What do Albert Einstein, Salvador Dali, Google co-founder Sergey Brin and Freddie Mercury have in common? They were refugees who have made extraordinary contributions in their fields. Societies who welcome refugees and migrants benefit from the contributions they make and the jobs they create. Opening our doors to migrants, rather than detaining them on Manus Island or elsewhere, would make us far wealthier.
Host countries benefit from refugees’ contributions. In 1999, Dr Munjed Al Muderis, anIraqi refugee, fled Saddam Hussein’s regime because he refused a command to cut off the ears of Iraqi army deserters. Today, Dr Al Muderis is an Australian professor of orthopaedic surgery who has developed new implant-based prosthetic limbs. Australian society needs more doctors because we have an aging population. Immigration addresses this by making services like medical care more readily available.
Immigrants also create local jobs by setting up new businesses. One American study finds that, statistically, immigrants are twice as likely to set up businesses. Some 27.5 per cent of American businesspeople are immigrants, whereas they make up only 13 per cent of its population. Google, for example, is now a multi-billion dollar company with 72,000 employees that changed the world partly due to its refugee co-founder, Sergey Brin. An Australian study finds that almost 10 per cent of refugees run businesses. Immigrants and refugees often possess key entrepreneurial traits. This should not be surprising: immigration often involves risk-taking, strategic thinking and hard work.
When local workers are in short supply, local businesses can hire immigrants to grow. This too can help locals. Entrepreneur Jonathan Barouch notes that IT businesses face recruitment problems because “technical roles such as software engineers, product managers and user interface and user experience experts are incredibly difficult to fill locally.” Hiring experienced immigrant programmers to fill the gap means they can work with locals and supervise trainees. The company also avoids moving overseas, which would hurt locals. Immigrant workers benefit both local workers and customers.
Australia’s unending economic growth for the last two decades is also partly due to its openness to immigration. Immigrants make up over half of Australia’s population growth for the last two decades and a quarter of its population. The most recent Western Australian mining boom, a key contributor to economic survival during the global financial crisis, was powered by migrant workers which businesses hired to expand operations. Consequently, about one-third of Western Australians are now immigrants.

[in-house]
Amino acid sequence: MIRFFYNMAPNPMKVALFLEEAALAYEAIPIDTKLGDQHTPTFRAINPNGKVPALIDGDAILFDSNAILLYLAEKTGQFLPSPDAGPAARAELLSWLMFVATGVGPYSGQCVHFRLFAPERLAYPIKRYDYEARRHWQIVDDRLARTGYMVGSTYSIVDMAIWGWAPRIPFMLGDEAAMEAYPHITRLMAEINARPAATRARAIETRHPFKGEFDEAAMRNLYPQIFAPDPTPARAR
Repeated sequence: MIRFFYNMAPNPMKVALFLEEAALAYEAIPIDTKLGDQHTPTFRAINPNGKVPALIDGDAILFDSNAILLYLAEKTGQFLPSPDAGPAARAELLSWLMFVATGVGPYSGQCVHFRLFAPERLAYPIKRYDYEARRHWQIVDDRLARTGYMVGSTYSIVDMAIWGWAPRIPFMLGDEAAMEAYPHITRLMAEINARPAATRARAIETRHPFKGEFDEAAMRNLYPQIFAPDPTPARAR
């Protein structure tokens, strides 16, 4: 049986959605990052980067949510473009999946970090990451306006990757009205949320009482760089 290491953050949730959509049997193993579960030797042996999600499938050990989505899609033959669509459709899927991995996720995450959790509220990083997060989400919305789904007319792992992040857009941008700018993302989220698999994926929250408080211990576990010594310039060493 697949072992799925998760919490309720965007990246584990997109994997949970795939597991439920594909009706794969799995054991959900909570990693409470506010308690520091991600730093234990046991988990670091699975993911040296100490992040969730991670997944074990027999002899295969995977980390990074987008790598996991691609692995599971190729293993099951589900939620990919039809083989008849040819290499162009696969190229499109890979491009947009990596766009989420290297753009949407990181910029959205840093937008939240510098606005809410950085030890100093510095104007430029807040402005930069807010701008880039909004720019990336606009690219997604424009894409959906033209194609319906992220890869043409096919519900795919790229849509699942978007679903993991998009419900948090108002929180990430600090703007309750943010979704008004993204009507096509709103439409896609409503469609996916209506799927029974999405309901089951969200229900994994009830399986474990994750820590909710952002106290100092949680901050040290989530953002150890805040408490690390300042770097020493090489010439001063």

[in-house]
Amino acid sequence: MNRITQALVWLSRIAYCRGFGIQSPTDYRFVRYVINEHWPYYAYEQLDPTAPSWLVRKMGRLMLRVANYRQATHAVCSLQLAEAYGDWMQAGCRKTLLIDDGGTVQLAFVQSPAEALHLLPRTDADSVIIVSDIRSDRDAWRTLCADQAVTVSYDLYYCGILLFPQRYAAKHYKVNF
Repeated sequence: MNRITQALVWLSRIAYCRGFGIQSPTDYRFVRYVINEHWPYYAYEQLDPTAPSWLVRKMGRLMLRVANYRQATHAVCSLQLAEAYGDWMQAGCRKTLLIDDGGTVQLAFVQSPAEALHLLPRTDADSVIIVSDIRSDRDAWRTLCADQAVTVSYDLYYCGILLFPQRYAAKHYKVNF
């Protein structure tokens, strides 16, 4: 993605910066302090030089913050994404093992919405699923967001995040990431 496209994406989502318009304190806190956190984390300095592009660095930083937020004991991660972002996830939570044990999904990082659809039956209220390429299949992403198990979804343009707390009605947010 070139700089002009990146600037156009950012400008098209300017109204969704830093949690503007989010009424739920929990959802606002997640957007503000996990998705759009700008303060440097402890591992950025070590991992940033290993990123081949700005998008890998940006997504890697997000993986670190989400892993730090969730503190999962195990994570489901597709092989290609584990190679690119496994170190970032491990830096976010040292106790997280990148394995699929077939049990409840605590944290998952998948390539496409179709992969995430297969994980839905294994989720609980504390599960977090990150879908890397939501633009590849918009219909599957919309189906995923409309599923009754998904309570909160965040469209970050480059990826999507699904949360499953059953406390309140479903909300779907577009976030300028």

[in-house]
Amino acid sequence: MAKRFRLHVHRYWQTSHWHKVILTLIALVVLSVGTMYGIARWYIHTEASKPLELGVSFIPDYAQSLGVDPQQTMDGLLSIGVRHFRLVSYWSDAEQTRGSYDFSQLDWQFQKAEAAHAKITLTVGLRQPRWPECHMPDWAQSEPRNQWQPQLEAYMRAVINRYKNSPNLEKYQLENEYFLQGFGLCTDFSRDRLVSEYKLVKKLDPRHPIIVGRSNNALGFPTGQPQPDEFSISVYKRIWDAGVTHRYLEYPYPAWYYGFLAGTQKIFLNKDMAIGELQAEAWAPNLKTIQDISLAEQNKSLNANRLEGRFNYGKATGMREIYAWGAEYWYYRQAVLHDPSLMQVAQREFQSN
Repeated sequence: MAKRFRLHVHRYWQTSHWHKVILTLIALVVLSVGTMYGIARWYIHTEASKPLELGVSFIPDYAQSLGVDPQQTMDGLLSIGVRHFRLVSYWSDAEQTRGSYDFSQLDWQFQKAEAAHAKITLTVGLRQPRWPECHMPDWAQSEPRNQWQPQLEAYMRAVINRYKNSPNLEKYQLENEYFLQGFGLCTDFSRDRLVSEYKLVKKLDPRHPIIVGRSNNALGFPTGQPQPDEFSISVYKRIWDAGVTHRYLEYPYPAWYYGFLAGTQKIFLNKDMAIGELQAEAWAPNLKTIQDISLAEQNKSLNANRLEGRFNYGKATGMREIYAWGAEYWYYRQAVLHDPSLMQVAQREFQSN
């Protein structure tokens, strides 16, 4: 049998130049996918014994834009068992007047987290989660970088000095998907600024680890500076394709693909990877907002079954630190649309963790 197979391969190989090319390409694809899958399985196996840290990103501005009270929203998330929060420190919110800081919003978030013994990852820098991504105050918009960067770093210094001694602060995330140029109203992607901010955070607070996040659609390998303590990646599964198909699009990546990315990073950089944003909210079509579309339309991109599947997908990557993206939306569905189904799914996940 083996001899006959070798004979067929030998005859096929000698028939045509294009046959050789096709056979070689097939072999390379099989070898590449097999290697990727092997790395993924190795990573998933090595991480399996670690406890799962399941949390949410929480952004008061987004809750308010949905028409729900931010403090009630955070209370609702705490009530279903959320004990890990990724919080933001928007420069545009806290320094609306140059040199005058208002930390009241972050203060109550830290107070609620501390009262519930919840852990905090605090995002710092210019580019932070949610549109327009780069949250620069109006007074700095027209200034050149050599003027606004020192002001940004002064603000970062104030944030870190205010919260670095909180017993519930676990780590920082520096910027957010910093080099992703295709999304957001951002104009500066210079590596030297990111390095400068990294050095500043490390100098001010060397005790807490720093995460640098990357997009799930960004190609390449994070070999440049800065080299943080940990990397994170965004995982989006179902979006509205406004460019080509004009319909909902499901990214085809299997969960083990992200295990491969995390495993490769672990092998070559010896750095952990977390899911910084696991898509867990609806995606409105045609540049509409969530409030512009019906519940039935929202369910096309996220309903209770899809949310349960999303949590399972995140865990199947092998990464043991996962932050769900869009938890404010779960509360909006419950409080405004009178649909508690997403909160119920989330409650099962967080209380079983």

Studies have also repeatedly shown that immigration does not generally affect local unemployment, job security or wages. That’s because the economy does not have a fixed amount of jobs for people to compete for. Immigration increases the number of jobs available because immigrants are new customers for local businesses. This helps businesses grow in response to increased demand for goods and services.
While immigration increases demand for infrastructure and housing, it also encourages businesses to build more. After all, there would be very little infrastructure and very low living standards if the population consisted of two men and a series of tumbleweeds. Rather than cutting immigration, we should encourage more construction to reduce housing prices and infrastructure shortages.
Helping refugees doesn’t have to hit taxpayers’ wallets. If charities could privately fund more refugee arrivals, taxpayers wouldn’t have to spend billions of dollars to detain refugees on Manus Island or Nauru. Canadian charities have funded over two hundred thousand refugees’ travel and long-term living costs over the last thirty years. One Canadian businessman, Jim Estill, gave over $1 million to help over 200 Syrian refugees with housing, as well as English lessons and help with setting up businesses so as to reduce reliance on welfare. An Australian pilot scheme allows up to 1,000 privately funded refugees to enter Australia this year. Anyone should be allowed to privately host a migrant or pay for their living expenses.
Nor would helping refugees on Manus or Nauru encourage others to use unsafe boats to arrive here provided carrier liability laws are repealed. As Asher Hirsch notes, these laws impose fines on airlines for carrying passengers without visas to Australia. That’s why refugees don’t simply buy a plane ticket they or a charity could otherwise afford. We can ‘stop the boats’ by repealing these laws.
Opening our doors to migrants and refugees allows them to benefit their host countries. It allows refugees to save themselves from war. We could welcome the next tech giant founder or a surgeon to grow our economy or save lives. Welcoming refugees is not just the right thing to do; it creates jobs and is good for the economy.
Vladimir “Zeev” Vinokurov is a solicitor. The views expressed here are his own.
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